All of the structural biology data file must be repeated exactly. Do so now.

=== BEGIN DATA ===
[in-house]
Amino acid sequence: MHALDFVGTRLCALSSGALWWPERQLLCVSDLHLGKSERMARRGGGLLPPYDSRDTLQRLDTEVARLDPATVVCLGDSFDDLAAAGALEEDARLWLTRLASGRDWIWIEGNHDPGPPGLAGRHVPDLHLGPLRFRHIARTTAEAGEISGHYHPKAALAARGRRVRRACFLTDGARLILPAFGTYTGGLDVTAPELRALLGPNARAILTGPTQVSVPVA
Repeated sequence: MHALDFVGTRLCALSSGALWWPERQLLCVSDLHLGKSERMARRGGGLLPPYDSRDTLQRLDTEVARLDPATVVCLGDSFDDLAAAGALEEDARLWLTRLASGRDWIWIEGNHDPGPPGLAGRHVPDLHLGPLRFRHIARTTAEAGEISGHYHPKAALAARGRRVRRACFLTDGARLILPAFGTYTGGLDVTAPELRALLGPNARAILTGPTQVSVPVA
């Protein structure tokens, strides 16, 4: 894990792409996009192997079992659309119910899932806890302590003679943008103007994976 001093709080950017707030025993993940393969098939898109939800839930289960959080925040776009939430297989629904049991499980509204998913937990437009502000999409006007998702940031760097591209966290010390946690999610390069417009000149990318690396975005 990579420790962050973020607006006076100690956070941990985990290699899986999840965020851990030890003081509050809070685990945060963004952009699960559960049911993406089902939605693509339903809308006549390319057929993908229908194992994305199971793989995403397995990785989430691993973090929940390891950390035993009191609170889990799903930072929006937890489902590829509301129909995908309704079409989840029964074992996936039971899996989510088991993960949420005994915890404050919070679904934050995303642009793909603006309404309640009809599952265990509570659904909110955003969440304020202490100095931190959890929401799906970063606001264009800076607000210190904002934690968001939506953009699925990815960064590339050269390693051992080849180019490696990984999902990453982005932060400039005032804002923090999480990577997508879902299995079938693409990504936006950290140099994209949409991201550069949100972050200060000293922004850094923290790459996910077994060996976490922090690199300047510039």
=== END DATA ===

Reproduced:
[in-house]
Amino acid sequence: MHALDFVGTRLCALSSGALWWPERQLLCVSDLHLGKSERMARRGGGLLPPYDSRDTLQRLDTEVARLDPATVVCLGDSFDDLAAAGALEEDARLWLTRLASGRDWIWIEGNHDPGPPGLAGRHVPDLHLGPLRFRHIARTTAEAGEISGHYHPKAALAARGRRVRRACFLTDGARLILPAFGTYTGGLDVTAPELRALLGPNARAILTGPTQVSVPVA
Repeated sequence: MHALDFVGTRLCALSSGALWWPERQLLCVSDLHLGKSERMARRGGGLLPPYDSRDTLQRLDTEVARLDPATVVCLGDSFDDLAAAGALEEDARLWLTRLASGRDWIWIEGNHDPGPPGLAGRHVPDLHLGPLRFRHIARTTAEAGEISGHYHPKAALAARGRRVRRACFLTDGARLILPAFGTYTGGLDVTAPELRALLGPNARAILTGPTQVSVPVA
């Protein structure tokens, strides 16, 4: 894990792409996009192997079992659309119910899932806890302590003679943008103007994976 001093709080950017707030025993993940393969098939898109939800839930289960959080925040776009939430297989629904049991499980509204998913937990437009502000999409006007998702940031760097591209966290010390946690999610390069417009000149990318690396975005 990579420790962050973020607006006076100690956070941990985990290699899986999840965020851990030890003081509050809070685990945060963004952009699960559960049911993406089902939605693509339903809308006549390319057929993908229908194992994305199971793989995403397995990785989430691993973090929940390891950390035993009191609170889990799903930072929006937890489902590829509301129909995908309704079409989840029964074992996936039971899996989510088991993960949420005994915890404050919070679904934050995303642009793909603006309404309640009809599952265990509570659904909110955003969440304020202490100095931190959890929401799906970063606001264009800076607000210190904002934690968001939506953009699925990815960064590339050269390693051992080849180019490696990984999902990453982005932060400039005032804002923090999480990577997508879902299995079938693409990504936006950290140099994209949409991201550069949100972050200060000293922004850094923290790459996910077994060996976490922090690199300047510039």